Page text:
If we are lucky, we are all getting older with each passing day. From the day we are born, we are aging. But we could be sage-ing. Read this post to learn the difference. This post is relevant to all of us.
If you regularly read my posts, I blog about leading, living, and sage-ing or conscious aging. Our society does not make it easy to become a sage. Why?
Our society is obsessed with youth. We receive youth centric messages from the media all of the time. I read a book about agism and people in Silicon Valley, particularly in the technology industry, feel they are aging out by 40! Society reinforces youth is good and old is bad. But we need to push back!
I often ask people in workshops: “Would you go back to being a teenager again? Would you want to be younger?” While there are aspects of youth that we miss, most people say they would not go back in time. To support this point is the startling suicide rate is soaring among teens! It is the second leading cause of death for teenagers. This is very sad, true, and hard to understand from an older perspective. It is hard to be a parent of teens, but these statistics are sad and scary. If youth was so inspiring, these statistics would not be soaring. And research says social media does more to make people feel isolated and lonely rather than connected and valued. From a USA TODAY article:
“The suicide rate for white children and teens between 10 and 17 was up 70% between 2006 and 2016, the latest data analysis available from the Centers for Disease Control and Prevention. Although black children and teens kill themselves less often than white youth do, the rate of increase was higher — 77%.”
Recently, I read an article that I wish I had written by Gary Foster titled “Your Second Half of Life Should Be Filled With These Four Letter Words.” In fact, I liked the article so much that I contacted Gary Foster and he has agreed to be interviewed for my monthly podcast Becoming a Sage. Foster says this about the second half of life:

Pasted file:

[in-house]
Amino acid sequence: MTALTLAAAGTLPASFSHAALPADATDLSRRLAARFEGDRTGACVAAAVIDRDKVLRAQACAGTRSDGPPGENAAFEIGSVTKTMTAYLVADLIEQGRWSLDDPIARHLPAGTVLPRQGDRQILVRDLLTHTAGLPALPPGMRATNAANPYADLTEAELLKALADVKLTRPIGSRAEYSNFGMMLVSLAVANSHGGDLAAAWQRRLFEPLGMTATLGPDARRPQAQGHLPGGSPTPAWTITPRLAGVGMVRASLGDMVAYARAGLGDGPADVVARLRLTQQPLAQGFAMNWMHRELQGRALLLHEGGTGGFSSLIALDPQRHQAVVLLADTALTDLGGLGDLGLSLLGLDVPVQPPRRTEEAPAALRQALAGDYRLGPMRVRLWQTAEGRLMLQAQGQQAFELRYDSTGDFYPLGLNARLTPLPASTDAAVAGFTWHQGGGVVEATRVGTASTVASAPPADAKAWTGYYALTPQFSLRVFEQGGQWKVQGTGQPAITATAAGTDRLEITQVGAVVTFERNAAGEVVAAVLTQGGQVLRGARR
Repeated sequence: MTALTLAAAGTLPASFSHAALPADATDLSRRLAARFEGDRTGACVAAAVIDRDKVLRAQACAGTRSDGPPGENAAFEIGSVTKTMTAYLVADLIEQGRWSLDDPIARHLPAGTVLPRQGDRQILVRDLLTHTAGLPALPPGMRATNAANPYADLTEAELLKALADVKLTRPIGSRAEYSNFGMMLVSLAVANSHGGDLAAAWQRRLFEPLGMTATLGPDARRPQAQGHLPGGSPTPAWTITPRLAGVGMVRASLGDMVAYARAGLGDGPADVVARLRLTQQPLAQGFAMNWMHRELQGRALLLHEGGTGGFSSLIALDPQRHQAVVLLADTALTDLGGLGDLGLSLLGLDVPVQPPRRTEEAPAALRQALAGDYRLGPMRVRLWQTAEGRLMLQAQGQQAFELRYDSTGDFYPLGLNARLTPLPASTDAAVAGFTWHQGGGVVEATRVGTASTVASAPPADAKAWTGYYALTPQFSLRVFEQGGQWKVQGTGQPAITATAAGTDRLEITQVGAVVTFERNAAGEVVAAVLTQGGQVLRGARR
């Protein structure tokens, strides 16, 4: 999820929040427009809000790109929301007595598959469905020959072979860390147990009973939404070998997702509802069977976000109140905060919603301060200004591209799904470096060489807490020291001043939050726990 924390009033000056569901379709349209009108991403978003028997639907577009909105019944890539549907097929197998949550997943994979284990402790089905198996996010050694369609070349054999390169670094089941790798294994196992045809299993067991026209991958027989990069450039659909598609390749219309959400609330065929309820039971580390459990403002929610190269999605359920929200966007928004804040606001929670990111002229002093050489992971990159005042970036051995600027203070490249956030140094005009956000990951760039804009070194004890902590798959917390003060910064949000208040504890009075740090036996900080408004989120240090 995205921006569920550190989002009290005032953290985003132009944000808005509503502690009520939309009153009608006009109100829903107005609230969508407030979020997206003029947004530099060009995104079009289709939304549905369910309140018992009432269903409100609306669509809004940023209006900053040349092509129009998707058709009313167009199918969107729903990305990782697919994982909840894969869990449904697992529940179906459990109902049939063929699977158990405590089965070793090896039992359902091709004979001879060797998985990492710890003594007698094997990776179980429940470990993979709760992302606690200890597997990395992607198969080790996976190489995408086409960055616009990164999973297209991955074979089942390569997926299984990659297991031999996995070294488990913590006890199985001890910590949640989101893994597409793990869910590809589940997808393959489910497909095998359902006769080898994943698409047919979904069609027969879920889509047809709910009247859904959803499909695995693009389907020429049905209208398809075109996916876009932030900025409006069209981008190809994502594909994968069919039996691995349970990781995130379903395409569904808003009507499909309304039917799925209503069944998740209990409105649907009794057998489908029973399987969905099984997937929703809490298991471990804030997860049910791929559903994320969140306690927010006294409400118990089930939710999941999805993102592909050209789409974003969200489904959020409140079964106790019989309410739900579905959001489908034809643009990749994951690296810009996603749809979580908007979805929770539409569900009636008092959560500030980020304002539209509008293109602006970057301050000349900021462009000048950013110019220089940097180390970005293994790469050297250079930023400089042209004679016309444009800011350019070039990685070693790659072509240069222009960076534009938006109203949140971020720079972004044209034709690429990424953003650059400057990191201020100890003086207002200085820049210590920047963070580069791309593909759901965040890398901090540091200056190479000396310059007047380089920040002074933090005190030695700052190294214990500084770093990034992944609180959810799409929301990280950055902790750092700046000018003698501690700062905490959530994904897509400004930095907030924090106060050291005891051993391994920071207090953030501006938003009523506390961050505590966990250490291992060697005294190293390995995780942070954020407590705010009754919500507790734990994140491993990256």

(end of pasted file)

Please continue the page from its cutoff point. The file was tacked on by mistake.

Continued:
“The second half of life (I’ll optimistically call it the 50-to-100 phase) is rife with both opportunity and challenge. It’s a time when social expectations expect us to begin to “wind down” rather than “rewind;” to “land” and not “take off;” to retire and not rewire; and to retreat and not advance. It’s a time often referred to with four-letter words like slow, idle, aged, gray, shot, worn, gone, beat, done.”
Since I am out to retire the concept of retirement, I agree we need to replace the words above with more positive words. In the article, he suggests the following four letter words and briefly describes what he means by each.
Many of these positive four letter words are important aspects of sage-ing. In other words:
- Stay connected because social isolation is a killer.
- Work is anything you do–for free, for money, part-time, for yourself, for others.
- Keep moving. Be active.
- Seek wisdom.
- Seek out role models.
- Be a role model for others.
- Lead by inspiring and lifting up others.
Are you sage-ing or aging?
Who are your role models for this phase of life?
Are you a role model?
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